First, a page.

Academies are increasingly under pressure to generate their own income to overcome a shortfall in grant funding, according to a new study of the Academies sector from Xeinadin, the UK and Ireland-based business advisory and accountancy group.
The group’s Academies Benchmarking Report reveals that as funding and budgets tighten up, on average primary schools are spending just over £5,400 per pupil per year with secondary schools recording a figure of just under £7,800. Multi-Academy Trusts (MATs) recorded a figure of £6,200 – representing their mix of primary and secondary schools.
Xeinadin, which provides a wide range of consultancy, audit, cloud accounting and payroll services for academies, says these figures are higher than the average level of grant funding in each category, meaning an academy must generate an element of its own income to subsidise a shortfall in grant funding.
The majority of income to academies comes in the form of Government Grants provided through the Education and Skills Funding Agency (ESFA). Predominantly, this is the General Annual Grant (GAG) and Pupil Premium. With funding and budgets becoming increasingly tight, there has been a need for academies to generate their own income, generally in the form of Trading Income.
In the primary schools and secondary schools surveyed, this represents 5% and 4% of total income respectively compared to 3% in Multi-Academy Trusts.
Academies often have sizeable estates that can be used out of school hours to generate lettings income as well as a staff base that can provide services to other schools for a fee.
The study argues that many primary schools have become part of Multi-Academy Trusts in order to share Trust governance and senior leadership team (SLT) costs, which can be extremely challenging for smaller schools, particularly in the primary sector, as the majority of funding is provided on a per pupil basis. Xeinadin says that primary schools receive on average around £4,000 Grant Income per-pupil compared to just over £6,300 per pupil for secondary schools. On this basis, a primary school with 150 pupils would have an annual grant income of around £600k.
Alex Ffrench, Hub Director at Xeinadin Group, commented: “The importance of self-generated income cannot be overstated for Academies. With ever-increasing pension costs and concerns over the future of funding, it is vital that Trusts maximise returns on their assets to ensure it is possible to set a balanced budget. For example, in an £8m income secondary school, increasing the Trading Income to 7% of the total income rather than 4% could amount to an additional £200,000 revenue a year.”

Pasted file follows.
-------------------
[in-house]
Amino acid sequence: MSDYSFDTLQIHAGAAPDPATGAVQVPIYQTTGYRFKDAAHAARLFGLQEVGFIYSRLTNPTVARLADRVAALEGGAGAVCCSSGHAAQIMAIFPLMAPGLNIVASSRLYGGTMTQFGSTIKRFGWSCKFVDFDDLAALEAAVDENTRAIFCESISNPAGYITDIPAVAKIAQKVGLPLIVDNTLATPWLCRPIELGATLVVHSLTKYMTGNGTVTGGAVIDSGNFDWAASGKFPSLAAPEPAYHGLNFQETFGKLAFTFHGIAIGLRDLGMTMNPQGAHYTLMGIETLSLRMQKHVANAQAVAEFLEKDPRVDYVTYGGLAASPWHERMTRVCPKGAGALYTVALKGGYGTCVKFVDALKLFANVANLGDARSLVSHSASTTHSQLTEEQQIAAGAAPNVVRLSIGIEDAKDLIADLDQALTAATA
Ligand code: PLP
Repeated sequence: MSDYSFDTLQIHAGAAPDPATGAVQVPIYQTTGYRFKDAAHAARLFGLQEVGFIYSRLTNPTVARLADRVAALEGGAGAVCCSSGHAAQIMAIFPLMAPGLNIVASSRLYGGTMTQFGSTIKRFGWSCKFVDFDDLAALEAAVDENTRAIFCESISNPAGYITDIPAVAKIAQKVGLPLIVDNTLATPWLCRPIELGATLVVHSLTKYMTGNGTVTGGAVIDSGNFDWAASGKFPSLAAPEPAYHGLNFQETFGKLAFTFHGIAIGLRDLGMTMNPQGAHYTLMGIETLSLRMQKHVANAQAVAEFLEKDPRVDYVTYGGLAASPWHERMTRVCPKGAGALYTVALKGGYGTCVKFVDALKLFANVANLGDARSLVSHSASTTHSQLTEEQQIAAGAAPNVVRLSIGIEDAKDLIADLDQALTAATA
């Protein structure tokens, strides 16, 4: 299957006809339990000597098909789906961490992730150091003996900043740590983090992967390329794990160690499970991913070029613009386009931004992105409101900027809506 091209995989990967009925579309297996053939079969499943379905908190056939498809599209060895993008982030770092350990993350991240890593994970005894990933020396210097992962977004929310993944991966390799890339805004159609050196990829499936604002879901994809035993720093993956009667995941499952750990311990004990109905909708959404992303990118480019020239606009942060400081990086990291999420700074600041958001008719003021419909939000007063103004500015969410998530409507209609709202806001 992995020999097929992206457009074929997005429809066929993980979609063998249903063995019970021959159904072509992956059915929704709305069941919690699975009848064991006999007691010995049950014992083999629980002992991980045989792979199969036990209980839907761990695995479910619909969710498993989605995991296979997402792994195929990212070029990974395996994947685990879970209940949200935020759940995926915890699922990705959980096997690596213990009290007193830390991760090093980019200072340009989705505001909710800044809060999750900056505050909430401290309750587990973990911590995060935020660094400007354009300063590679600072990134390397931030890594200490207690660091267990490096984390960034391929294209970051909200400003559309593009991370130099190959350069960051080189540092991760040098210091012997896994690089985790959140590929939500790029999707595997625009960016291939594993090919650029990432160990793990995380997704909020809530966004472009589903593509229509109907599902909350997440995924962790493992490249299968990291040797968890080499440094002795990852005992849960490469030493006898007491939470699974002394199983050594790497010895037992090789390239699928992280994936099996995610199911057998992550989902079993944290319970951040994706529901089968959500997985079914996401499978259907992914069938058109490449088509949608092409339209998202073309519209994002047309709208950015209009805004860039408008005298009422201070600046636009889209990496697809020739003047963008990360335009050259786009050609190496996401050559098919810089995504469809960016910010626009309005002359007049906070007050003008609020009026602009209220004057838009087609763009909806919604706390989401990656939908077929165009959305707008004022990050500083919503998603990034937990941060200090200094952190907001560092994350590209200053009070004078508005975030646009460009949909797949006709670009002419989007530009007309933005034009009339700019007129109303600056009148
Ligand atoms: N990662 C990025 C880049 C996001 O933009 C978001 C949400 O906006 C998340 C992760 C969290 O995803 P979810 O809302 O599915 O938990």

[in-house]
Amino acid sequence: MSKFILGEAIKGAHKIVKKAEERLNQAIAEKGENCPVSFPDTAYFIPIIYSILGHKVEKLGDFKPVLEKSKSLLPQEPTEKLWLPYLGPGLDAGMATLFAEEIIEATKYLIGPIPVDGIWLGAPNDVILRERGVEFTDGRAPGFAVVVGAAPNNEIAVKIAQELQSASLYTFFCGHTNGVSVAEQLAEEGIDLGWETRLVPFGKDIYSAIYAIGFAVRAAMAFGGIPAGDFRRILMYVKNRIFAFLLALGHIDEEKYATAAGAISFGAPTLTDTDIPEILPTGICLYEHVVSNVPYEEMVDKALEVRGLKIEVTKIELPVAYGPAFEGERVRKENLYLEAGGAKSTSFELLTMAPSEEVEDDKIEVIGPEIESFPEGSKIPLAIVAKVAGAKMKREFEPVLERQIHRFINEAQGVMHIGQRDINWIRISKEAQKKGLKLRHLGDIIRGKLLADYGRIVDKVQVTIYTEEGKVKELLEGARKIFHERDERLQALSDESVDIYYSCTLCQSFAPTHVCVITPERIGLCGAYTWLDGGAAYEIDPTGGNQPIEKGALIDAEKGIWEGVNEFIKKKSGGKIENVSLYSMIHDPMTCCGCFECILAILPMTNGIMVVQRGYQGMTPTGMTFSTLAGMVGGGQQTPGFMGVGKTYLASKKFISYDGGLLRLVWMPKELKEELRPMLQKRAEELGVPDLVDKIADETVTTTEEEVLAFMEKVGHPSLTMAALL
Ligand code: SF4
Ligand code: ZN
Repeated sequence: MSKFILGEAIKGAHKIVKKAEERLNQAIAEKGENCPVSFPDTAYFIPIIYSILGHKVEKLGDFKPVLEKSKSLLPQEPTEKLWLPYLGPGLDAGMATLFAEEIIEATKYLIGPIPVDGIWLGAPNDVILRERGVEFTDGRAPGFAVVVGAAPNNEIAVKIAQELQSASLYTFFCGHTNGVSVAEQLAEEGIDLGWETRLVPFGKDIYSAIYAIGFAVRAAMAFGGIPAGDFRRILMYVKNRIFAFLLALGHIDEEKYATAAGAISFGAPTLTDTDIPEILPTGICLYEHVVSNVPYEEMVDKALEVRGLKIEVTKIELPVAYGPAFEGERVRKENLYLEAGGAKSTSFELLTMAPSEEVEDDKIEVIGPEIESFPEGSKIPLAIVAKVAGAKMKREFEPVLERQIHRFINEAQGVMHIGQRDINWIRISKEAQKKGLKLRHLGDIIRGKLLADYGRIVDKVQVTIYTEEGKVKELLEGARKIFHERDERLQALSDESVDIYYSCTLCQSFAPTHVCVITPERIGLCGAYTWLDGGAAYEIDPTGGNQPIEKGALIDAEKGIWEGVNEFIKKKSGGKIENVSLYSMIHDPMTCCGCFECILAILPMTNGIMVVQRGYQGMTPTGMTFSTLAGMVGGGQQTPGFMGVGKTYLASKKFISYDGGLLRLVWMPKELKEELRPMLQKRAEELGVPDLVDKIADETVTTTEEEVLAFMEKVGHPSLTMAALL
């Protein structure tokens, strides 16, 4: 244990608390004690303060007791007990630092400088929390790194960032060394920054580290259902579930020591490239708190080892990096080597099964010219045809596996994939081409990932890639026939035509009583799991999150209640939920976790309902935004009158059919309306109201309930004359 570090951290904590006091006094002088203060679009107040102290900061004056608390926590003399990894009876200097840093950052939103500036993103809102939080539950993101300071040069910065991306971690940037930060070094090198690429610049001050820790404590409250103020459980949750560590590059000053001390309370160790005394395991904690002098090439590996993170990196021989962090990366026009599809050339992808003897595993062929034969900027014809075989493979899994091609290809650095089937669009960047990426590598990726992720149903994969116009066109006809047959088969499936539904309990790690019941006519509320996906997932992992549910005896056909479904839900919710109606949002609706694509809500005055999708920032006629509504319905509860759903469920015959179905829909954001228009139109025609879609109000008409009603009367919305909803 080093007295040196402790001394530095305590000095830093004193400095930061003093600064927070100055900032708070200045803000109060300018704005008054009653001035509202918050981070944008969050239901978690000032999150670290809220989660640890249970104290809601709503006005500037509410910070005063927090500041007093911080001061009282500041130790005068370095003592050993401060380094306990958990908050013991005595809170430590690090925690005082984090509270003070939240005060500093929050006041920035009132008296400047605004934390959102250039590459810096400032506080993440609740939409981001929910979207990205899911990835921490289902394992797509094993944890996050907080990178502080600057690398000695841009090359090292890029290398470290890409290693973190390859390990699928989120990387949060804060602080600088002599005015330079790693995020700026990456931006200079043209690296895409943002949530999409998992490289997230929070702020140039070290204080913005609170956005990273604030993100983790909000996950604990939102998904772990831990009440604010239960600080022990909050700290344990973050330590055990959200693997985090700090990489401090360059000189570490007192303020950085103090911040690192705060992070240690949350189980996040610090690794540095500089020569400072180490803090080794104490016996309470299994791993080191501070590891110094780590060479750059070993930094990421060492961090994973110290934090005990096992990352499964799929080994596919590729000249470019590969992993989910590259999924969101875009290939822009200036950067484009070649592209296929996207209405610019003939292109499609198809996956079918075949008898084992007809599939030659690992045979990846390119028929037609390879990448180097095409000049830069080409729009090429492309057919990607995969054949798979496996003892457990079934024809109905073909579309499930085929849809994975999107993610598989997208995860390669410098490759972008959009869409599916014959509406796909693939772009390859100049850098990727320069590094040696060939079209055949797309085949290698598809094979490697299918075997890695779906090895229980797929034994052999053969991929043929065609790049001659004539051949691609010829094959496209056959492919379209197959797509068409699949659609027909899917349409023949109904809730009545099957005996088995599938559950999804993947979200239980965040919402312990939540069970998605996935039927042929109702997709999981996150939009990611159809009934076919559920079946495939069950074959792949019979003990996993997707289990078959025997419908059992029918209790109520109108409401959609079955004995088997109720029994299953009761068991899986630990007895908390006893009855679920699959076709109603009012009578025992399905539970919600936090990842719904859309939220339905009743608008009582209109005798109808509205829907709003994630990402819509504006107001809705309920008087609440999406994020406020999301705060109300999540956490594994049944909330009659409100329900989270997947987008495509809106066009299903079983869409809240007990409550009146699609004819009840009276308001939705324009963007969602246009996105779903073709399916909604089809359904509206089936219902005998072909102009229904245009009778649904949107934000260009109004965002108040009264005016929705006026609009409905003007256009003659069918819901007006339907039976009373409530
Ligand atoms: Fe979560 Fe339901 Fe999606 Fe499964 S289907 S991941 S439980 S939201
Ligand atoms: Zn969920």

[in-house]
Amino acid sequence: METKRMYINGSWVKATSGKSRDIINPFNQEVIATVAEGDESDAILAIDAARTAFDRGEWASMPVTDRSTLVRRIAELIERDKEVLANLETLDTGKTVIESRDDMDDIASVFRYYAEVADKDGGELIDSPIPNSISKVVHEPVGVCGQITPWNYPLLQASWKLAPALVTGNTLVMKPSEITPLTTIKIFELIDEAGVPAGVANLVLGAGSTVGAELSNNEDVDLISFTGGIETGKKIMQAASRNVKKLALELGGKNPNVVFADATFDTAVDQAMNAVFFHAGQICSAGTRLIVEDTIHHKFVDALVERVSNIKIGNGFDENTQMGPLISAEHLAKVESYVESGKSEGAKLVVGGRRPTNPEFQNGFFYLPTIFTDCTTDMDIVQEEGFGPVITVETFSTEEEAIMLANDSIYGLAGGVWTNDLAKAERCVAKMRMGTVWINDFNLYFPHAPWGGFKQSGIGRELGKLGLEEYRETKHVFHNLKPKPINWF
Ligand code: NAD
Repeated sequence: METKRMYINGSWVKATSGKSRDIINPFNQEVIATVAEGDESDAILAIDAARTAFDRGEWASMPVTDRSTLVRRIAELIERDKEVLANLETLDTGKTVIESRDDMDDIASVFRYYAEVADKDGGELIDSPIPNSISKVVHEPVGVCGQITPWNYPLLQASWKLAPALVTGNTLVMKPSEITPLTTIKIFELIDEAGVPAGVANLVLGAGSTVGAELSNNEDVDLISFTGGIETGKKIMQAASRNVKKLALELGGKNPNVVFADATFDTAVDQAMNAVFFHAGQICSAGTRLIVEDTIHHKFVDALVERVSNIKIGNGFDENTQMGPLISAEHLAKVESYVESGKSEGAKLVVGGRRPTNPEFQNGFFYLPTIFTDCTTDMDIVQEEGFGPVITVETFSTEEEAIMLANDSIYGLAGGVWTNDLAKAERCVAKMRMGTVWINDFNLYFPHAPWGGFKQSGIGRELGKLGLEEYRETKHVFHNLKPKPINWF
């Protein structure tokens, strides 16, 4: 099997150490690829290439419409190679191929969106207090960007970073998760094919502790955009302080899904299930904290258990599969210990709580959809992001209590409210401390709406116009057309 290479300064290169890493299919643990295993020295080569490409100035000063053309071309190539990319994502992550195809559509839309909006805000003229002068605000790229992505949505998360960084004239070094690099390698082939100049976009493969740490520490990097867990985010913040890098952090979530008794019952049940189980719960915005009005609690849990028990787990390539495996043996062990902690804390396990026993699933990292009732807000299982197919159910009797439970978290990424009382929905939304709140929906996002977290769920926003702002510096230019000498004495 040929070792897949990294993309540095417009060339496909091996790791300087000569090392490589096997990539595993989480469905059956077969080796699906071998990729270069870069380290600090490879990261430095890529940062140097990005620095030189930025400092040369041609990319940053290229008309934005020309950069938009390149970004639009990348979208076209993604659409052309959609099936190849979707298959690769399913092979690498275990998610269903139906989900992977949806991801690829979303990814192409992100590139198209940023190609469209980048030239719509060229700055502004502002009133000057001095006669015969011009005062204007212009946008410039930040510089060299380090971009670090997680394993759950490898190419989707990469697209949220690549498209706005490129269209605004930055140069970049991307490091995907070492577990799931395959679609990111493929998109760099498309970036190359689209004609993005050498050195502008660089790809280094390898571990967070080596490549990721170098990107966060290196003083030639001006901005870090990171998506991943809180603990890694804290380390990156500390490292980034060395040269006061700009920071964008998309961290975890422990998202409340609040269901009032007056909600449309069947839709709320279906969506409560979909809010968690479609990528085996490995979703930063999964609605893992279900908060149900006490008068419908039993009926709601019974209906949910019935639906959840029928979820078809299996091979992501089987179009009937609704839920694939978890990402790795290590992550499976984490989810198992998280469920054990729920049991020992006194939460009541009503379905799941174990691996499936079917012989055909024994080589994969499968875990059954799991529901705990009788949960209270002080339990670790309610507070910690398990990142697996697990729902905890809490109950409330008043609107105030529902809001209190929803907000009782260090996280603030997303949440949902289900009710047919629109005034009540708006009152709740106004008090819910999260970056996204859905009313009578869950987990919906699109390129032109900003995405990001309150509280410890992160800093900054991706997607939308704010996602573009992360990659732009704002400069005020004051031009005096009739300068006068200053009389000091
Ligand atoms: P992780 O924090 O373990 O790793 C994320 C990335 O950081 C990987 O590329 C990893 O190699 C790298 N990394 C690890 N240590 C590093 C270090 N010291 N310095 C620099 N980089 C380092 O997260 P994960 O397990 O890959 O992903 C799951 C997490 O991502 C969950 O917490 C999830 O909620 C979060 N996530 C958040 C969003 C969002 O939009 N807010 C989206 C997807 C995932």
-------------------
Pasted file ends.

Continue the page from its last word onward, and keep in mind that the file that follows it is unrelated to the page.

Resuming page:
The report finds that unsurprisingly, staff costs account for the majority of academies’ expenditure. Ever-increasing pressures on budgets have resulted in a reducing staff cost base, with primaries averaging 68% of total cost, secondaries 73% and MATs 69%, substantially less than days gone by when staff cost ratios of over 85% were commonplace.
Despite MATs also including special and alternative provision schools which typically drive up average staff costs, these are lowered due to Senior Leadership Teams (which tend to have comparatively highly paid members of staff) being split across a number of academies. This structure is evidenced by analysis of staff numbers disclosed in financial statements, which reveals that just 4% of staff in MATs being in management roles compared to 6% in secondary schools and 8% in primary schools.
Primary schools incur costs of just over £27,000 per staff member whereas secondary schools show costs of £40,000 per staff member, reflecting the greater number of senior staff within secondary schools.
Alex Ffrench continued: “Controlling staff costs is key to successfully managing a Trust’s finances. Timetabling is key to this, and as budgets become tighter, more and more academies are reducing the number of subjects offered, making efforts to reduce agency costs, and carrying out Integrated Curriculum and Financial Planning reviews to help schools plan the best curriculum they can for the funding they have.”
As of April 2020, 36% of primary schools and 77% of secondary schools in England were Academies or Free Schools, of which the majority were Converter Academies. Since converter academies were launched in 2010, over 6,000 schools have opted to convert to academy status. In the years since, the Department of Education, along with the Regional Schools Commissioners, have encouraged Academies to form or join Multi-Academy Trusts. Now the vast majority of schools converting to academy status are joining existing Multi-Academy Trusts, where the significant costs of running Trusts are shared.
Individual Trusts seeking to compare their data to Xeinadin’s survey results across 10 Key Performance Indicators can do so by visiting https://xeinadin.com/academies-benchmarking-report/.